Even the title is great. I never gave it much thought until I tried to come up with some sort of witty title for this entry/review. I thought about “Where The Wild Things Took Me,” but that sounds cliche and cheesy. Also, it’s in the past, and this movie, despite having seen it two days ago, is still present.
Maurice Sendak deserves applause for that title. It tells you that this adventure you are about to embark upon will never end. This is only the beginning, the introduction to something new and wild and grand. The Wild Things will always be.
I never read movie reviews until I have seen the film myself. I don’t even really want to hear what my friends have thought if they saw it first. I felt particularly strongly about this adaptation. Adapting a 10 line children’s story into a feature length film is no simple task. The thought of someone telling me their thoughts on it before I could sit down to take it all in was not even an option. So, after seeing the movie, I read some reviews. There are strong reactions: love or hate. Some reviewers saw Spike Jonze’s adaptation as depressing and hopeless. Others saw it as intelligent and demanding critical thought from the audience.
Maurice Sendak was able to convey both depth and simplicity in a few short words. Jonze has done the same; just with a different medium. Dialogue is not always necessary, nor intense action. The ability to tell a story relying heavily on imagery and sound is a remarkable talent. I thought that the costumes were remarkable, which is to be expected from The Jim Henson company. The soundtrack blends into diegetic and non-diegetic sound creating a chaotic wild rumpus that is of course perfect for the action. And the cinematography coupled with the diverse landscapes took me back to some of the seemingly insane dreams and nightmares I had as a child.
I think it is easy to dismiss a movie like Where The Wild Things Are, to write it off as depressing and hopeless and without a clear story. But isn’t the point of childhood that it is confusing and full of wonder and a range of sometimes quick to change emotions? This is a simple story, and sometimes the story is that there is no plot. There is no reason. This is a story about childhood and life. Sendak was able to capture the essence of childhood, what makes it wonderful and brilliant, in a few short words. Jonze translated it onto film with an honest insight. Perhaps it helps that Jonze himself is clearly a sort of man-child who has not allowed adulthood to steal away his creativity, innocence, and willingness and desire to misbehave.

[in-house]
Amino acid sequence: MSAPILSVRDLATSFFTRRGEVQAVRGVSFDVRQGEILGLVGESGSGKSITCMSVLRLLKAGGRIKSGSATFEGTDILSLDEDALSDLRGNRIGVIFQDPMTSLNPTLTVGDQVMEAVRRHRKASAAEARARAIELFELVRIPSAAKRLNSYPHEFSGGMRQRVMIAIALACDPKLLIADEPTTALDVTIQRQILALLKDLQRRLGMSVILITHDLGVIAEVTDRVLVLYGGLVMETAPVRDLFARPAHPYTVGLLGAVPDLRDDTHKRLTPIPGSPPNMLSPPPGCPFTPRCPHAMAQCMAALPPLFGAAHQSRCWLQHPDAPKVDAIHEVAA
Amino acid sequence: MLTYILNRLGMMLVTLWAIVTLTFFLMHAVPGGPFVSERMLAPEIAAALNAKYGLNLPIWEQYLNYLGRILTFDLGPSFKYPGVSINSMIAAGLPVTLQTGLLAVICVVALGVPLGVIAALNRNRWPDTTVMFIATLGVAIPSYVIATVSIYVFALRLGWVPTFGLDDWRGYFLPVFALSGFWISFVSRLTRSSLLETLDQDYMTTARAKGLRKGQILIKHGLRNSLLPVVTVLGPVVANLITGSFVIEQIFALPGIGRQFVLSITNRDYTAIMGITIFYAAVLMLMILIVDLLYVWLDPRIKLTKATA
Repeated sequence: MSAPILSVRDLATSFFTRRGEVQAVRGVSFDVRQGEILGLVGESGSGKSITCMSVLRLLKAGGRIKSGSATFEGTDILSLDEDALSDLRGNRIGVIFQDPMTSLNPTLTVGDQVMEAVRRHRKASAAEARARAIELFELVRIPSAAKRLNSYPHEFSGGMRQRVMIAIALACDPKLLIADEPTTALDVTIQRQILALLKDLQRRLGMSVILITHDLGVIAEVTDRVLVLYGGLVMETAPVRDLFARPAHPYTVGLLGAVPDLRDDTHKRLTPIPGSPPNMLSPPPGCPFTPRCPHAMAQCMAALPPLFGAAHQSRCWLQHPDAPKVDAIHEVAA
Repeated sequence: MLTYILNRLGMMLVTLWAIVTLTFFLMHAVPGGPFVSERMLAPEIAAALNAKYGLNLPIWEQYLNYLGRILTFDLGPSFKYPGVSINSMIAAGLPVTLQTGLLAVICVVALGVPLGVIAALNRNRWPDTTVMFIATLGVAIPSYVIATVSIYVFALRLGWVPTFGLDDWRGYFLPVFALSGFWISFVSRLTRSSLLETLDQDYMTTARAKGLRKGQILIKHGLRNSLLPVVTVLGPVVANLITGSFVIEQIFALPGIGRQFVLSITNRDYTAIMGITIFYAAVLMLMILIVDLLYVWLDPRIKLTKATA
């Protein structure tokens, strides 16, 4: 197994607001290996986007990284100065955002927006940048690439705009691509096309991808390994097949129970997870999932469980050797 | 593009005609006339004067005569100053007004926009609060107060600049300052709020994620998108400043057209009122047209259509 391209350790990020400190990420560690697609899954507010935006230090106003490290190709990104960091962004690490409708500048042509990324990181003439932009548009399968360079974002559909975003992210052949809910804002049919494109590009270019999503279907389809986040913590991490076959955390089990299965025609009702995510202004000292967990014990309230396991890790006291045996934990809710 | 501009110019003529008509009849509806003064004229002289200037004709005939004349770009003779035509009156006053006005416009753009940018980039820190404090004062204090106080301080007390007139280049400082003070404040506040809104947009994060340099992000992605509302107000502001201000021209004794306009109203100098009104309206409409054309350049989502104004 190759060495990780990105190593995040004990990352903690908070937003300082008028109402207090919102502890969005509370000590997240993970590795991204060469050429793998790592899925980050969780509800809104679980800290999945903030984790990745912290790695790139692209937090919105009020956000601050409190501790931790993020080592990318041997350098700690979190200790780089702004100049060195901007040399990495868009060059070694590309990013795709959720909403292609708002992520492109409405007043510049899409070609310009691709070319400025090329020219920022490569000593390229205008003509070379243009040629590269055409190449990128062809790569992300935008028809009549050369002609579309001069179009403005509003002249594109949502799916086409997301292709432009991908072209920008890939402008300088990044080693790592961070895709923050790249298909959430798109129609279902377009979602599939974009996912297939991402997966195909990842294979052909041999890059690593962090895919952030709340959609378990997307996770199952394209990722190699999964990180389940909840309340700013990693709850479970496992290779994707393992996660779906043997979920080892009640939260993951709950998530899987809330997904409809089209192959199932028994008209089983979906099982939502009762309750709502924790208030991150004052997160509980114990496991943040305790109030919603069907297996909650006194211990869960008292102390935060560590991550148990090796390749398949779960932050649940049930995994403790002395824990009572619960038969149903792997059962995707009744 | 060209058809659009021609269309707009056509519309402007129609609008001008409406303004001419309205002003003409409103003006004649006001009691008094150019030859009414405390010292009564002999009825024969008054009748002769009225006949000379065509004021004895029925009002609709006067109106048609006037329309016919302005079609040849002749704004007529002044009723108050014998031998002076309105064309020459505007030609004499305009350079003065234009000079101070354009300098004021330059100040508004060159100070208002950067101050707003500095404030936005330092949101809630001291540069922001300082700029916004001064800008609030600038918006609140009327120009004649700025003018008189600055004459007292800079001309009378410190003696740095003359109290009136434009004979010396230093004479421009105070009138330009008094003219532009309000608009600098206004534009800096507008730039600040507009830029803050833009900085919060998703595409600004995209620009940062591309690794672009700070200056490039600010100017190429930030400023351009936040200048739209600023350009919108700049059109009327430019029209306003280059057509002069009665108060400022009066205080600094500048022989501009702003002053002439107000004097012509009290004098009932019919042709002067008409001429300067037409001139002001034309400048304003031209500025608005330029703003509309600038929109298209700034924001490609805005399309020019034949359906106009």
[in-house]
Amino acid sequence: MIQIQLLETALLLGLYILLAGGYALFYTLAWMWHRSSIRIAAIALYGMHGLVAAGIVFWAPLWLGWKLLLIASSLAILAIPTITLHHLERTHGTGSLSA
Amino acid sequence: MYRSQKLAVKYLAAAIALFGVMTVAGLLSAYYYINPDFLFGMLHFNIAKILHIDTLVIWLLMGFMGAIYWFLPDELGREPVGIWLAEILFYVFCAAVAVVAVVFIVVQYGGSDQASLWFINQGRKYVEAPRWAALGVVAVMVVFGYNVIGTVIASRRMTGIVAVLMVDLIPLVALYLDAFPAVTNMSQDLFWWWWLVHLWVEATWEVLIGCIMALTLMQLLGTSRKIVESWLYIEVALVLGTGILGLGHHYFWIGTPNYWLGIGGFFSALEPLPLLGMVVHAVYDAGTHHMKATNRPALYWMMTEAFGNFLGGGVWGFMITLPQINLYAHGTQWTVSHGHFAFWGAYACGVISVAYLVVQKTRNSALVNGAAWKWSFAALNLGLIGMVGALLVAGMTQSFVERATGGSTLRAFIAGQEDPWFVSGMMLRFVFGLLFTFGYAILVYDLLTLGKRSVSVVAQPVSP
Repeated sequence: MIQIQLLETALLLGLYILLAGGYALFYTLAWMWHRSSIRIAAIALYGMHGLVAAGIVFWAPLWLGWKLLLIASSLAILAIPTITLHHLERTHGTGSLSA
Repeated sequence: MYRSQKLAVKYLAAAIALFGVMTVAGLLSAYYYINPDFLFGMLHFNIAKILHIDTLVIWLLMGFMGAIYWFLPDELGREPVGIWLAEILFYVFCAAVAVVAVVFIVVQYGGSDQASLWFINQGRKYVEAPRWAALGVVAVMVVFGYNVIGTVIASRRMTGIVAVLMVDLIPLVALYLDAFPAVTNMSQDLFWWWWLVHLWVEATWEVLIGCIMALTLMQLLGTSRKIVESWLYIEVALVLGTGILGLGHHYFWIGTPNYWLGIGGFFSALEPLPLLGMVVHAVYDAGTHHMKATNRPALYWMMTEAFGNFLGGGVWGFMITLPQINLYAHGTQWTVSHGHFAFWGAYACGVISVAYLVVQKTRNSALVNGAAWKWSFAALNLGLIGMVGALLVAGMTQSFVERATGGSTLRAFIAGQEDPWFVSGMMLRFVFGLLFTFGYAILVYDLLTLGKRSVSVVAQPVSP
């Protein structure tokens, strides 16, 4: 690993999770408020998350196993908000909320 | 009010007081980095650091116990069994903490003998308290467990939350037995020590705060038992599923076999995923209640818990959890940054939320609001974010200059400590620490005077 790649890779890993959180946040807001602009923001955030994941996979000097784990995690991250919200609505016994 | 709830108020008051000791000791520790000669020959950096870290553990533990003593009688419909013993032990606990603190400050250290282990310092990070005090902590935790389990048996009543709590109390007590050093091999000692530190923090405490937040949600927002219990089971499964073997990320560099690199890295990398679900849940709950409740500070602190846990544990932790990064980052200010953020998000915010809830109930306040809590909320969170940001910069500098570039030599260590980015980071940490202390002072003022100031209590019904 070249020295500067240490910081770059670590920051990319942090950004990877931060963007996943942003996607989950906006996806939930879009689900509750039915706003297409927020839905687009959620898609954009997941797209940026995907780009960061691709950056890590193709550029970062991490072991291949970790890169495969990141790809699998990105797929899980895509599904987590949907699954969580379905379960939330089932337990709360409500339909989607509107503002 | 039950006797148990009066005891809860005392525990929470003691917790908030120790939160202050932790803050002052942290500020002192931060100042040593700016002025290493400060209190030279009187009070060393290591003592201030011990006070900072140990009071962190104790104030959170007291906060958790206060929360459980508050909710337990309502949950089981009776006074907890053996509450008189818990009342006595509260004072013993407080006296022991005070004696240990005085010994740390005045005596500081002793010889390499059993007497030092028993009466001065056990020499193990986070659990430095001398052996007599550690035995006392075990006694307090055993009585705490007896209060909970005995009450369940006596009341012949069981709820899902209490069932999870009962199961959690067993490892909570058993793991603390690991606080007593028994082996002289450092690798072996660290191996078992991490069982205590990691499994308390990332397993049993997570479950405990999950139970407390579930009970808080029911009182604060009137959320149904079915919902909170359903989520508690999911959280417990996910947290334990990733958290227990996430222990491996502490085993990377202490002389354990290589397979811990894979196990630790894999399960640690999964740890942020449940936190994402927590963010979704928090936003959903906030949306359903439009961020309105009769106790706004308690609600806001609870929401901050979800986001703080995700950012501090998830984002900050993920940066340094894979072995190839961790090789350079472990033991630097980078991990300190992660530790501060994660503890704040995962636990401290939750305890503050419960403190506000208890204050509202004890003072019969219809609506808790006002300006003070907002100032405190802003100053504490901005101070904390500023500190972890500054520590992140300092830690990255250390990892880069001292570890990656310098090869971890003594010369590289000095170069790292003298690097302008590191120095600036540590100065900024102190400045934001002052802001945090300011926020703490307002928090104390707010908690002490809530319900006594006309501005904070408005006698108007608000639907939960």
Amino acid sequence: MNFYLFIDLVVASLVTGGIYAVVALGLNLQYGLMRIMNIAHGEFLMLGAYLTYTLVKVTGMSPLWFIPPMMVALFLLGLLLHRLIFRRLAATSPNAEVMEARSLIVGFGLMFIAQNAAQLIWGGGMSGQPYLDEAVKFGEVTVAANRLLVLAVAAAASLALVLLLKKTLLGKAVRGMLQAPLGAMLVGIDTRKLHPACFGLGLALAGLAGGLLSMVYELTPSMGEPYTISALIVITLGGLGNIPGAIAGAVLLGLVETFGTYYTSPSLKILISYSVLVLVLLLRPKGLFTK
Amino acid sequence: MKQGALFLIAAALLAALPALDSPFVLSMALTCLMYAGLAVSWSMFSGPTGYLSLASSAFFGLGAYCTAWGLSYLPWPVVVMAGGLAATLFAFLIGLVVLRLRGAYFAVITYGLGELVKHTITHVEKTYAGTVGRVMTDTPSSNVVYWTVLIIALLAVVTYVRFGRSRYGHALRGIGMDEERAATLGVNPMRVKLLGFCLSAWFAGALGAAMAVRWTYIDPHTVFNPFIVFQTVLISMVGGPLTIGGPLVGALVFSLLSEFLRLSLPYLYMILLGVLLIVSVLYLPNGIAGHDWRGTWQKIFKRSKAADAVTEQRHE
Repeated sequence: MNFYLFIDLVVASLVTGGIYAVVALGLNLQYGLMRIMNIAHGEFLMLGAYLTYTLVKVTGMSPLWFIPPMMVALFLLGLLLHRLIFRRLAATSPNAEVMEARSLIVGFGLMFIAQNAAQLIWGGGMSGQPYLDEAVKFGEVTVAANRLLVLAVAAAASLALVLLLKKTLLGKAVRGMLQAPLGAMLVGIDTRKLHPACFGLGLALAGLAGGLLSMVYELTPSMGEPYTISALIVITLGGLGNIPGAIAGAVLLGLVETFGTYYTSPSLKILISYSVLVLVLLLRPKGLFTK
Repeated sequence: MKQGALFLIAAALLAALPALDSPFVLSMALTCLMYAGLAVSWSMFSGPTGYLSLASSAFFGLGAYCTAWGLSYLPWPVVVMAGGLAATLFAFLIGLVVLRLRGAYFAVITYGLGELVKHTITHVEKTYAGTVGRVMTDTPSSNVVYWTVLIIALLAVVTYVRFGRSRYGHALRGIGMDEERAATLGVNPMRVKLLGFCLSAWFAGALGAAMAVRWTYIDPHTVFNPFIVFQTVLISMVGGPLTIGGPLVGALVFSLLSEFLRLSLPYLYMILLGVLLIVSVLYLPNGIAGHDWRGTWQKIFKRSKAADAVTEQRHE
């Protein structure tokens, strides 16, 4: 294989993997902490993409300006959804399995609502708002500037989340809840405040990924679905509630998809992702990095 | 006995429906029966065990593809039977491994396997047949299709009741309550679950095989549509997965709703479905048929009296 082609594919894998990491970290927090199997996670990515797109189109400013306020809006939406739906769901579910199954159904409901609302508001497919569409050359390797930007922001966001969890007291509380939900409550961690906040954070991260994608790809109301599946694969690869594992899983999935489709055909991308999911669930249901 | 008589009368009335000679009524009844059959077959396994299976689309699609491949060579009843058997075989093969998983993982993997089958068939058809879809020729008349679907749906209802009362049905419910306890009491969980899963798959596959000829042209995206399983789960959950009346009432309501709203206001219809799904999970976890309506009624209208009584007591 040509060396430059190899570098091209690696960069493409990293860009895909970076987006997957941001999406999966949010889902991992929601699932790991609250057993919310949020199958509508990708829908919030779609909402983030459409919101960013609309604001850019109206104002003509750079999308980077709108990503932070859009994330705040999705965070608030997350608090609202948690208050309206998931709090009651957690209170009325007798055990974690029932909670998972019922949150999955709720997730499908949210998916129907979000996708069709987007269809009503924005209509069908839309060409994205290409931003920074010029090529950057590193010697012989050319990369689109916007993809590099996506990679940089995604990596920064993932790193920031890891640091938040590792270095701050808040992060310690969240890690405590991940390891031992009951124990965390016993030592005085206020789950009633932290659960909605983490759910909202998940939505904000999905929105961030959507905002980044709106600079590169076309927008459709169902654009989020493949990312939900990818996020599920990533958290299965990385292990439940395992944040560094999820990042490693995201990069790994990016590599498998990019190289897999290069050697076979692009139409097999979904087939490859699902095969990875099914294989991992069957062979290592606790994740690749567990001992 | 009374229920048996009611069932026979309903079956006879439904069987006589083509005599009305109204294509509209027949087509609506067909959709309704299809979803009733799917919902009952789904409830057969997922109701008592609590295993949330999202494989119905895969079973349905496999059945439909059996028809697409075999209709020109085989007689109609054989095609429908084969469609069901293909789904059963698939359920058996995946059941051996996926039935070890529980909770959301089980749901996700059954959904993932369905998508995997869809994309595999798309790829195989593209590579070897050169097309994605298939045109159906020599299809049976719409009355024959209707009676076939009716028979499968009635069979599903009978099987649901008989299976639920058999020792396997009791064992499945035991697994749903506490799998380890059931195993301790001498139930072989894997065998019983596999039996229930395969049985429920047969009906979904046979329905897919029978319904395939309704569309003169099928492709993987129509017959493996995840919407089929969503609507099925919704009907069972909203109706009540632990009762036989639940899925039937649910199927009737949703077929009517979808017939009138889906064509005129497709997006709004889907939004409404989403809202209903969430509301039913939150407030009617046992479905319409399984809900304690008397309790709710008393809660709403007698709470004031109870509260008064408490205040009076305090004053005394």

Where The Wild Things Are follows Max from his often lonely home with a disinterested older sister and busy but as-attentive-as-can-be mother, to the land of the wild things where a group of what appear to be monsters live an existence of argument, fights, cuddle piles, and games. You see, the wild things represent different parts of who Max is. They want order and control, but also thrive in chaos. They want freedom and endless games. Some are shy, some are angry, some are kind, some are critical, some ignored, and some are just great at making holes. Every wild thing has his or her own talent and strength. And together they create a family, a solid identity. And these wild things do not just represent pieces of Max. They are also real. Imagination is just as real as the world outside of it, and that is one of the many brilliant things about children. They get that concept.
Remember in The Breakfast Club when Allison says “when you grow up your heart dies?” It’s true. At least for those of us who can’t hold onto the things that made being a kid so great. And I don’t just mean when we had fun, I also mean when we were lonely and sad. Because at least as children we were honest with our emotions and how they made us feel and what we wanted to do with them. We yelled, we cried, we broke things, we were wild. We were free. We were truth tellers.
I think that if you are someone who did not like this movie, maybe give it a second chance. I was reminded of movies I grew up watching. A lot of them now don’t seem particularly appropriate for kids, like Watership Down, but they were. And they are. Why should kids be sheltered from sadness? We experienced it as children. We experience it as adults. I think I was hesitant about this movie at first because it reminded me so much of things I had forgotten and let die. And thinking more and more about it made me realize that that is exactly why I love it.